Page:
year taking red clover daily to determine the effect on breast tissue. It was found that unlike conventional HRT, which increases breast density, red clover did not increase breast density (Atkinson et al., 2004). Therefore phytoestrogens are unlikely to cause an increased risk of breast cancer.

The trend is catching on! In July 2010, 423 menopausal women were contacted with questions about their menopausal symptoms and status. 91% of the women reported trying alternative therapies for their symptoms. The most common treatments were vitamins (61.5%), relaxation techniques (57%), yoga/meditation (37.6%), soy products (37.4%) and prayer (35.7%). The most beneficial therapies reported were prayer/spiritual healing, relaxation techniques, counseling/therapy, and therapeutic touch/Reiki (Lunny et al., 2010).

Make empowered and educated decisions when it comes to your health. Do your research! Know that there are EFFECTIVE AND SAFE alternatives to HRT.

Yours in health,

Dr. Sarah Hawthorn, BAS, ND

TO HRT OR TO NOT HRT? A serious look at Hormone Replacement Therapy.

What did we as women do before Hormone Replacement Therapy? Did we not need it? Is it possible that our symptoms worse in 2010 because of our western diet and lifestyle? Are we too busy to want to overcome the challenges and deal with the changes that come with menopause because of our hectic busy fast paced lives? Are symptoms worse because of the lack of awareness within our own body? Are we resistant to our bodies’ natural aging progression and changes? We live in a society where appearance carries so much weight; so does taking HRT make us feel younger and more youthful? But seriously, what did women do hundreds of years ago? How did they deal with the hot flashes and other menopausal symptoms--symptoms which we feel as modern women, need to be medicated?

To HRT or to not HRT? For Naturopathic Doctors, this is a very common inquiry. Patients are curious about alternatives to Hormone Replacement Therapy (HRT), complications of HRT, and alternative treatments to give menopausal relief. Women are getting conflicting advice from their varied health practitioners and are left confused and unaware of what the right option is for them to relieve their menopausal symptoms.

HRT made its debut in the 1950s. It began to rise in popularity however in the 1970s with increased prevalence in the 1990s. HRT is either given as estrogen alone or in combination with progesterone. These hormones are preferably given in combination as estrogen alone can increase the risk of endometrial cancer.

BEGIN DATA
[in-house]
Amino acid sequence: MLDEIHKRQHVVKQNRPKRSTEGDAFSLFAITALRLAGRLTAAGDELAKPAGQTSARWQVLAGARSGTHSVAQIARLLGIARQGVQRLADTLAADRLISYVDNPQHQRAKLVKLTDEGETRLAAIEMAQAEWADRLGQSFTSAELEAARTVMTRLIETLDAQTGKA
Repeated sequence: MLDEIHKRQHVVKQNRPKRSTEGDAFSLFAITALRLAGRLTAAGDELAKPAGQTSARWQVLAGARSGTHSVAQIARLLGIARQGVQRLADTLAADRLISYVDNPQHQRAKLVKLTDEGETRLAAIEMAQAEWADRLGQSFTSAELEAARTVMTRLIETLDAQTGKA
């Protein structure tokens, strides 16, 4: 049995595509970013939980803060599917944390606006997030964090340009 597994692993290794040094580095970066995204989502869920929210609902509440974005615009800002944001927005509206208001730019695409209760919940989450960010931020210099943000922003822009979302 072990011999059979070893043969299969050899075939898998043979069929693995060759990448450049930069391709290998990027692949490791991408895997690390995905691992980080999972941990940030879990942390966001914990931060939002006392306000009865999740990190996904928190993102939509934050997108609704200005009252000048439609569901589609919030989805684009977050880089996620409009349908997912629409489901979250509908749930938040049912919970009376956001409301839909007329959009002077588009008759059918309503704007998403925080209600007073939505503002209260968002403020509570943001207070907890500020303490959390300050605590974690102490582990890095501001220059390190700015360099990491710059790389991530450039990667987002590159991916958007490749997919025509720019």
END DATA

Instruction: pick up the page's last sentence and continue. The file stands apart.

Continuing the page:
Several studies in the late 1990s, opened our eyes to the notion that HRT could lead to uterine and breast cancer. This theory exploded and numerous studies were completed to further examine the possibilities. Currently, the connection between HRT and cancer is listed on every website promoting HRT drugs and can be found in medical journals. Femhrt (ethinyl estradiol tablets) which is a combination of estrogen and progesterone, created by Warner Chilcott pharmaceutical company, states on their website that Femhrt may cause “breast cancer, cancer of the uterus, stroke, heart attack, blood clots, dementia, gallbladder disease, ovarian cancer” ( Premarin, a common estrogen derived from the urine of pregnant mares, manufactured by Wyeth pharmaceutical company, is used to treat moderate to severe menopausal symptoms. On their website it states: “estrogens increase the chance of getting cancer of the uterus. Using estrogens, with or without progestins, may increase your chance of getting heart attacks, strokes, breast cancer and blood clots” ( Hormones from pregnant mares are not the same molecules as the hormones in our bodies and soon after the introduction of Premarin in 1969, a sharp increase in endometrial cancer was observed.

Here’s some food for thought - In 2000, 46 million prescriptions worth $1 billion were written for Premarin, making it the second most prescribed drug in the US after Lipitor (cholesterol lowering drug) made by Pfizer. In a study conducted by the Women’s Health Initiative in 2002, it was found that compared to placebo, estrogen plus progestin resulted in : increased risk of heart attack, increased risk of stroke, increased risk of blood clots, increased risk of breast cancer, increased risk of dementia and no protection against mild cognitive impairment. The same study concluded that long-term use of estrogen and progestin increased a woman's risk of a stroke by 41 per cent, of a heart attack by 29 per cent, and of breast cancer by 24 per cent. With this the FDA states that: “hormone therapy should be